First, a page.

[Least Tern parent and chick, South Cape May Meadows yesterday. Some tern chicks are now fledged, and can be seen following parents around. Others, like this one, have to wait a few more days. Click to enlarge photos.]
I'm just back from a week section-hiking the Appalachian Trail, and in only a week much changes in Cape May - much besides the appearance of Black-bellied Whistling Ducks (see below). In particular, the Least Terns at the meadows are growing like crazy, and very heartening, shorebird numbers are not only up, but a significant number were using the meadows to forage yesterday, as opposed to just flying over, including dozens of Least Sandpipers, a few each of both yellowlegs, and a Pectoral Sandpiper. Yesterday's meadows list is up on Field Trip Reports.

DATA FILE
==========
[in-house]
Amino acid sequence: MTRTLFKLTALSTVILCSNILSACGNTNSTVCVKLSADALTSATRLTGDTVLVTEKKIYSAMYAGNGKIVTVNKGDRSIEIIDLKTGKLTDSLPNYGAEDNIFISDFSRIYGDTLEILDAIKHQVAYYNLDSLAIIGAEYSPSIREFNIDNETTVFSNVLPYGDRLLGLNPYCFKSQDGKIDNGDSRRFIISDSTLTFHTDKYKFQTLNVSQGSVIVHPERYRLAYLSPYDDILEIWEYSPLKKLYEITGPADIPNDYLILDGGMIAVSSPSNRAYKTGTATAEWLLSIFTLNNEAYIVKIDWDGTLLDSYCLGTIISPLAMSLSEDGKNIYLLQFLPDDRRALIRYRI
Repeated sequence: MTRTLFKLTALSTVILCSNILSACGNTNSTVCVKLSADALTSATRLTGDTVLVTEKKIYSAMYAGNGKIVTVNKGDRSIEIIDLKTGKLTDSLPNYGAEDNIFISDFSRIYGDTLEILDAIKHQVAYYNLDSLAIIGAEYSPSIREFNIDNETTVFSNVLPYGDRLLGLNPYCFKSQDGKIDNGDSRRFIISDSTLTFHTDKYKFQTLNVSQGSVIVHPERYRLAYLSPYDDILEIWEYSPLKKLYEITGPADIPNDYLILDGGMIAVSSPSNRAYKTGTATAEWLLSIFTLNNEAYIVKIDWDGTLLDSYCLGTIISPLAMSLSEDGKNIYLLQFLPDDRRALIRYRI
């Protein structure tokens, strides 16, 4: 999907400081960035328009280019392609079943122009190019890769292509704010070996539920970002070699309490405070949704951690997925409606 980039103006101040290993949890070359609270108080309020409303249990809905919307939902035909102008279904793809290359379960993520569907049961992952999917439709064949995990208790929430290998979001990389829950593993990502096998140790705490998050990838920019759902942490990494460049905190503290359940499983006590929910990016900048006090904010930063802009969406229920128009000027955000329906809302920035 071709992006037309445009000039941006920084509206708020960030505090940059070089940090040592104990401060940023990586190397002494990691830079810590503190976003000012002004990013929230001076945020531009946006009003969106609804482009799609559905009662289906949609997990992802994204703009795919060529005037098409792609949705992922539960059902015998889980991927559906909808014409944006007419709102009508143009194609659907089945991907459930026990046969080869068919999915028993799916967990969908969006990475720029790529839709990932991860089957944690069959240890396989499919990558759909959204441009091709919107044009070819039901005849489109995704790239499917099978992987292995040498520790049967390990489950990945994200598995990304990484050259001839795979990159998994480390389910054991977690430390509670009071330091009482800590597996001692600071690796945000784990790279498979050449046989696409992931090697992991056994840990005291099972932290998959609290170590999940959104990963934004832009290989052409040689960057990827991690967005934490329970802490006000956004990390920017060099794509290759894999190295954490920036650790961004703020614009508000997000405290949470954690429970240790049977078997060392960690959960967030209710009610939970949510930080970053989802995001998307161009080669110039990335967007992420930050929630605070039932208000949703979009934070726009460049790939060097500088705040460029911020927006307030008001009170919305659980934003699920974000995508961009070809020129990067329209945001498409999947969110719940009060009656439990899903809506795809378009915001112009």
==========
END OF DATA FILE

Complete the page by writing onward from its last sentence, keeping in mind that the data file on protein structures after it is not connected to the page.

Birds on the AT were quiet last week, though I managed 87 bird species from New York to the Delaware River (not to mention six Black Bears). A good example is American Redstart - I'm sure I hiked past over a hundred, yet only detected 3, none singing. Redstarts and other early migrants are molting now, and very secretive. Landbird migrants have been trickling through already, a prelude to what a good August cold front can do.
[Wait, Glossy Ibis don't have light wing patches. . .this shot demonstrates how the eye can be deceived, in this case by a bird with most of the underparts in the shade, but just a wingtip catching the sun. One of many ways birds seen only briefly can be misidentified. South Cape May Meadows yesterday.]